Afinitor may affect the way other medicines work, and other medicines can affect how Afinitor works. Using Afinitor with other medicines can cause serious side effects. Patients should tell their healthcare provider about all of the medicines they take, including prescription and non-prescription medicines, vitamins and herbal supplements such as: St. John’s Wort, and medicine for fungal infections, bacterial infections, tuberculosis, seizures, HIV-AIDS, heart conditions or high blood pressure and medicines that suppress their immune system. Patients should not drink grapefruit juice or eat grapefruit during their treatment with Afinitor as it may make the amount of Afinitor in their blood increase to a harmful level.
Patients should not take Afinitor tablets which are broken or crushed. Patients should not chew or crush the tablets.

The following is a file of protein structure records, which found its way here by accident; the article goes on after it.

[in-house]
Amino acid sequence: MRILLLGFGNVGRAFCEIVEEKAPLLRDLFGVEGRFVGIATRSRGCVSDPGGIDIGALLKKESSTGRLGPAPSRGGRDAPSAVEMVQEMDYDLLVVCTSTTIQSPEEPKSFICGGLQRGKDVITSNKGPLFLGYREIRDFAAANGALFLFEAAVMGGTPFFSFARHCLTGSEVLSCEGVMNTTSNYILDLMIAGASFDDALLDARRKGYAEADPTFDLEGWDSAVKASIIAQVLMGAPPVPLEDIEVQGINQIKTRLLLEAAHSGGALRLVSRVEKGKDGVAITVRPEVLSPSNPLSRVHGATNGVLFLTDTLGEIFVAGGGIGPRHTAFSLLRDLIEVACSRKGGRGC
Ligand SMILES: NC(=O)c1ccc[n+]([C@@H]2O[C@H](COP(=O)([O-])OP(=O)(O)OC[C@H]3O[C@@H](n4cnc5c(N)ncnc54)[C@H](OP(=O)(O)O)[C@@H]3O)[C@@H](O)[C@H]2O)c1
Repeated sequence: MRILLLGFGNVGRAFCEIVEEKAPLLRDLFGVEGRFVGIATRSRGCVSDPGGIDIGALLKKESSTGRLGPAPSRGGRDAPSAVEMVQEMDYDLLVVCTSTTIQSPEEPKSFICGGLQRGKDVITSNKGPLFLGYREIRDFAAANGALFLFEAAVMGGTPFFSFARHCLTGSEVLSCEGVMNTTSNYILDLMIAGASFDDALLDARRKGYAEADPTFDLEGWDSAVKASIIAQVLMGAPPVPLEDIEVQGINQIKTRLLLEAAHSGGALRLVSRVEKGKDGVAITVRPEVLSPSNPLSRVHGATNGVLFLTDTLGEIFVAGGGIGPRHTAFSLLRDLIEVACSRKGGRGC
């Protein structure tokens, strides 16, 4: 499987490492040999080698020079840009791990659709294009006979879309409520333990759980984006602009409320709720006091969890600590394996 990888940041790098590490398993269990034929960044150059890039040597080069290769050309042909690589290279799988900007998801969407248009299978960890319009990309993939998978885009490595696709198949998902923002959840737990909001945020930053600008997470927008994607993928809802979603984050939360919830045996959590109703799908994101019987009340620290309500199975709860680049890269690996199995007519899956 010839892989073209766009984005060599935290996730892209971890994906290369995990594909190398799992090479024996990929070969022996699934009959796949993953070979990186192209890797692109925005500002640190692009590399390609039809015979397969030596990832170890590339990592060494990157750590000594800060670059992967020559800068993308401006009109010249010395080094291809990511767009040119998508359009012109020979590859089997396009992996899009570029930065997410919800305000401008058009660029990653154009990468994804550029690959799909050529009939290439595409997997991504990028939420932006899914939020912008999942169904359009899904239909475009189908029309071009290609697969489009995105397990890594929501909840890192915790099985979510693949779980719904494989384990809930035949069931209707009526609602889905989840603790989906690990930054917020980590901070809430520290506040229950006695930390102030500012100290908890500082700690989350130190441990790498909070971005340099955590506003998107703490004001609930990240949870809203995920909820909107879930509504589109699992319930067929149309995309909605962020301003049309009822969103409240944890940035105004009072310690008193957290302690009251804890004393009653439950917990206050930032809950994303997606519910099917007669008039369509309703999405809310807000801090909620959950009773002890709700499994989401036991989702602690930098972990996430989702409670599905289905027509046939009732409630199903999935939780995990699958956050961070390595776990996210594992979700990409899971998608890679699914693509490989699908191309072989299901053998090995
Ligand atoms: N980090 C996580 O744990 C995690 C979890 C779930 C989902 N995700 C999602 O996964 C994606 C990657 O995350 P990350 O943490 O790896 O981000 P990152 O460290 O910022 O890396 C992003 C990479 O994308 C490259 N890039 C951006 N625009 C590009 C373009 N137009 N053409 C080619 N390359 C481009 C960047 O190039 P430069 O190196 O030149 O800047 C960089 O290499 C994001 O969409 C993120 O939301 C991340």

The amount of Afinitor in the blood was increased in patients who had liver problems. Patients should tell their healthcare provider about all their medical conditions, including if they have or have had liver problems, diabetes or high blood sugar, high cholesterol levels, infections, hepatitis B or other medical conditions.
Patients should tell their healthcare provider if they are scheduled to receive any vaccinations. Patients should not receive a live vaccine or be around people who have recently received a live vaccine during treatment with Afinitor.
It is not known if Afinitor will harm an unborn baby. Women should use effective birth control while using Afinitor and for 8 weeks after stopping treatment.
Common side effects of Afinitor in patients with advanced kidney cancer include mouth ulcers, infections, feeling weak or tired, cough and diarrhea. Common side effects of Afinitor in patients with SEGA include mouth ulcers, infections of the respiratory tract, sinuses and ears and fever.